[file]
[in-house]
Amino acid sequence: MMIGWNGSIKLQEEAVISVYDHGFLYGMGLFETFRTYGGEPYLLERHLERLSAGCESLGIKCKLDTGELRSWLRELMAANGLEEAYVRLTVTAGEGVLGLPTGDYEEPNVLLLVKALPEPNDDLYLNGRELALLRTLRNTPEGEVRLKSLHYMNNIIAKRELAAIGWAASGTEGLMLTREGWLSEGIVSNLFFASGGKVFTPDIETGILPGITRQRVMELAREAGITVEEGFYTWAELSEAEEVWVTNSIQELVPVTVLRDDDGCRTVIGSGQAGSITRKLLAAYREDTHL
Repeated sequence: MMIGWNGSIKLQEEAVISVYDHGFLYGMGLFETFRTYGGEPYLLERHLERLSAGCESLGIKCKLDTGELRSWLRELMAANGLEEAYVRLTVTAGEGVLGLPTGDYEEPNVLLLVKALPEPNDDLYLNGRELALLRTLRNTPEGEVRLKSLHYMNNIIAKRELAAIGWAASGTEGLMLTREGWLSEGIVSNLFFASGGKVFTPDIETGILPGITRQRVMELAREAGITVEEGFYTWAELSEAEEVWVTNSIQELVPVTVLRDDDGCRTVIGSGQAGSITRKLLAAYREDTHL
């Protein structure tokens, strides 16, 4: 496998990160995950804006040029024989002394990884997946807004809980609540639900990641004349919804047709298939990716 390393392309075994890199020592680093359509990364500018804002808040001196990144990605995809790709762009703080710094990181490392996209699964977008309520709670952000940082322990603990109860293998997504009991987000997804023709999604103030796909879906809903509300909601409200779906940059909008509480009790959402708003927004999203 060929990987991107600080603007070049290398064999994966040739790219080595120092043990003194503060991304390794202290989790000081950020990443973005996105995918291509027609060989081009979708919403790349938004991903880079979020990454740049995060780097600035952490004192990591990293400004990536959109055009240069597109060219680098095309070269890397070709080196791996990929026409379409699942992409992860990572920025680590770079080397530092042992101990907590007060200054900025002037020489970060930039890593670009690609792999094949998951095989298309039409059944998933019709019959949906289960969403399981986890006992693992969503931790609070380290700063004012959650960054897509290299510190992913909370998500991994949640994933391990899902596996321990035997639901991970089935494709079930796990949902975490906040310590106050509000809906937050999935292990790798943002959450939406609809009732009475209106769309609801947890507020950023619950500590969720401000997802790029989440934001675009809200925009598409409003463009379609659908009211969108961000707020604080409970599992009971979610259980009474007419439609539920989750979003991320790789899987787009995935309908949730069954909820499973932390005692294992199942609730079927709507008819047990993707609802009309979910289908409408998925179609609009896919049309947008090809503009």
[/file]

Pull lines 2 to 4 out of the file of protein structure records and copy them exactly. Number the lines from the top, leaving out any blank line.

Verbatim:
Amino acid sequence: MMIGWNGSIKLQEEAVISVYDHGFLYGMGLFETFRTYGGEPYLLERHLERLSAGCESLGIKCKLDTGELRSWLRELMAANGLEEAYVRLTVTAGEGVLGLPTGDYEEPNVLLLVKALPEPNDDLYLNGRELALLRTLRNTPEGEVRLKSLHYMNNIIAKRELAAIGWAASGTEGLMLTREGWLSEGIVSNLFFASGGKVFTPDIETGILPGITRQRVMELAREAGITVEEGFYTWAELSEAEEVWVTNSIQELVPVTVLRDDDGCRTVIGSGQAGSITRKLLAAYREDTHL
Repeated sequence: MMIGWNGSIKLQEEAVISVYDHGFLYGMGLFETFRTYGGEPYLLERHLERLSAGCESLGIKCKLDTGELRSWLRELMAANGLEEAYVRLTVTAGEGVLGLPTGDYEEPNVLLLVKALPEPNDDLYLNGRELALLRTLRNTPEGEVRLKSLHYMNNIIAKRELAAIGWAASGTEGLMLTREGWLSEGIVSNLFFASGGKVFTPDIETGILPGITRQRVMELAREAGITVEEGFYTWAELSEAEEVWVTNSIQELVPVTVLRDDDGCRTVIGSGQAGSITRKLLAAYREDTHL
């Protein structure tokens, strides 16, 4: 496998990160995950804006040029024989002394990884997946807004809980609540639900990641004349919804047709298939990716 390393392309075994890199020592680093359509990364500018804002808040001196990144990605995809790709762009703080710094990181490392996209699964977008309520709670952000940082322990603990109860293998997504009991987000997804023709999604103030796909879906809903509300909601409200779906940059909008509480009790959402708003927004999203 060929990987991107600080603007070049290398064999994966040739790219080595120092043990003194503060991304390794202290989790000081950020990443973005996105995918291509027609060989081009979708919403790349938004991903880079979020990454740049995060780097600035952490004192990591990293400004990536959109055009240069597109060219680098095309070269890397070709080196791996990929026409379409699942992409992860990572920025680590770079080397530092042992101990907590007060200054900025002037020489970060930039890593670009690609792999094949998951095989298309039409059944998933019709019959949906289960969403399981986890006992693992969503931790609070380290700063004012959650960054897509290299510190992913909370998500991994949640994933391990899902596996321990035997639901991970089935494709079930796990949902975490906040310590106050509000809906937050999935292990790798943002959450939406609809009732009475209106769309609801947890507020950023619950500590969720401000997802790029989440934001675009809200925009598409409003463009379609659908009211969108961000707020604080409970599992009971979610259980009474007419439609539920989750979003991320790789899987787009995935309908949730069954909820499973932390005692294992199942609730079927709507008819047990993707609802009309979910289908409408998925179609609009896919049309947008090809503009």